The importance of inclusive learning design

The COVID-19 pandemic has brought about a dramatic acceleration in existing global trends for learning and working online – and this rapid transition has exacerbated the issue of exclusion from online learning, especially for those learners who were already marginalised.

At LearnJam, we believe that learning providers have a responsibility to design experiences that allow all learners to participate fully, and therefore learning experiences need to be designed as inclusive as standard.

Unknowingly upholding barriers and inequalities

Solving for the majority reinforces the dominant group

Most organisations take the pragmatic approach of designing for the majority, i.e. ‘as many people as possible,’ without always recognising that this has the unintended consequence of reinforcing barriers and inequalities.

By flipping this approach and instead aiming to design for the minority – or those that face the most barriers – you will not exclude the majority but rather create things that work for a much broader spectrum of learners; and may even provide a better experience for those in majority groups.

Equality is not equity

Most organisations believe they are being inclusive by welcoming everyone regardless of their background – this is equality. However, this does not create a level playing field. Each individual is coming from a different background and/or starting in a different place with different needs; this must be recognised, embraced and addressed to ensure fairness and equal opportunities for success – this is equity.

For example: 

  • Equality is inflexible lesson plans, while equity is adapting classes based on the needs of the students.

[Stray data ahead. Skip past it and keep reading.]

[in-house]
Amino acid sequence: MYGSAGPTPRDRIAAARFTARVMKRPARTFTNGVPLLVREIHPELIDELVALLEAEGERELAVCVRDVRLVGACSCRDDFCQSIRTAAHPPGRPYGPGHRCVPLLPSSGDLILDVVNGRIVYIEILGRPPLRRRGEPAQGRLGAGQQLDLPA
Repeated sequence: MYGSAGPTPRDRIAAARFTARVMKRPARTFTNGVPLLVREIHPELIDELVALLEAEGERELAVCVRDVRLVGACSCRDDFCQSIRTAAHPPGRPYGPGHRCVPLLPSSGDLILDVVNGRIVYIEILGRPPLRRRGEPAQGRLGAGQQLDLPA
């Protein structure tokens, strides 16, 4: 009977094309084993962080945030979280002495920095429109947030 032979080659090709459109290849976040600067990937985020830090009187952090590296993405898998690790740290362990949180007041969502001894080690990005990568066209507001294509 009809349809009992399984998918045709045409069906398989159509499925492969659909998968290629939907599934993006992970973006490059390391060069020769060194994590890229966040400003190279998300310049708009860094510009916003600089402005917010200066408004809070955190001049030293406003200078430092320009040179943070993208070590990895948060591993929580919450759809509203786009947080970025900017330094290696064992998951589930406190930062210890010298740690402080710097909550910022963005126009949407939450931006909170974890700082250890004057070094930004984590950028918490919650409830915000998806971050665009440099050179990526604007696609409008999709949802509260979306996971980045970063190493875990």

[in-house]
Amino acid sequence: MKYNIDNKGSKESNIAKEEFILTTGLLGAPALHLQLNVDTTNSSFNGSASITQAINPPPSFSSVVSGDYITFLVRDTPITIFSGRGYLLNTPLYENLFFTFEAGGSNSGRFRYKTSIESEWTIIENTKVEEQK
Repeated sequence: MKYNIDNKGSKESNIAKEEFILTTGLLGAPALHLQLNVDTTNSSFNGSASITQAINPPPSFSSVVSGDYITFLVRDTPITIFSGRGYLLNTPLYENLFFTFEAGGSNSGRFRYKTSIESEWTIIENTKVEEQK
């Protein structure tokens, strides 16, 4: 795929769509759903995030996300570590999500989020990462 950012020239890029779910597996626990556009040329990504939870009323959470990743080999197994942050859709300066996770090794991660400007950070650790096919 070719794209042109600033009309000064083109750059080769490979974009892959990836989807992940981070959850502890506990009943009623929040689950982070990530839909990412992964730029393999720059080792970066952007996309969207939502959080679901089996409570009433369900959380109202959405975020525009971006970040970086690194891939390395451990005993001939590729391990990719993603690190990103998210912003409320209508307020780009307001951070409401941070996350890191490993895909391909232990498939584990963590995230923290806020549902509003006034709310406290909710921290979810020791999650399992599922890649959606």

• Equality is creating ‘neutral’ characters, while equity is seeing “people who look like me” in learning materials.
  • Equality is charging everyone the same amount, while equity is offering sliding scale fees, payment plans and scholarships.

Excluded groups are not niche

There can be a tendency to see excluded groups as niche; however, this is quickly seen to be false by considering the intersection of just some of the groups that experience learning barriers: persons with disabilities, persons with special educational needs (SEN), those from low socio-economic backgrounds, people of colour, LGBTQIA+.

Learner-centred design must include every learner

At LearnJam, we are redefining what it means to do learner-centered design: we have always believed in putting learners and their contexts at the centre of everything we do and we have grown to realise that this has to mean every learner

By creating more inclusive learning experiences we can reach more learners, move away from practices that are damaging to certain learners, and allow learners to participate more fully. 

By providing a range of ways in which to ‘succeed,’ we can create richer learning experiences for all learners.

Being inclusive as standard also helps us to anticipate a wider range of needs, rather than having to react impossibly fast when new requirements are brought to our attention. 

Regardless of numbers, all participation is worthy

Whether it affects one billion people or just one person, equal opportunity to learn is a human rights issue and inclusive learning design will help to create a better, fairer society for all.  

The change we want to see

We want to live in a world where:

  • Good learning design means creating engaging and effective experiences for every learner
  • An approach based on what works for most learners doesn’t mean ignoring or overlooking individual learners’ specific needs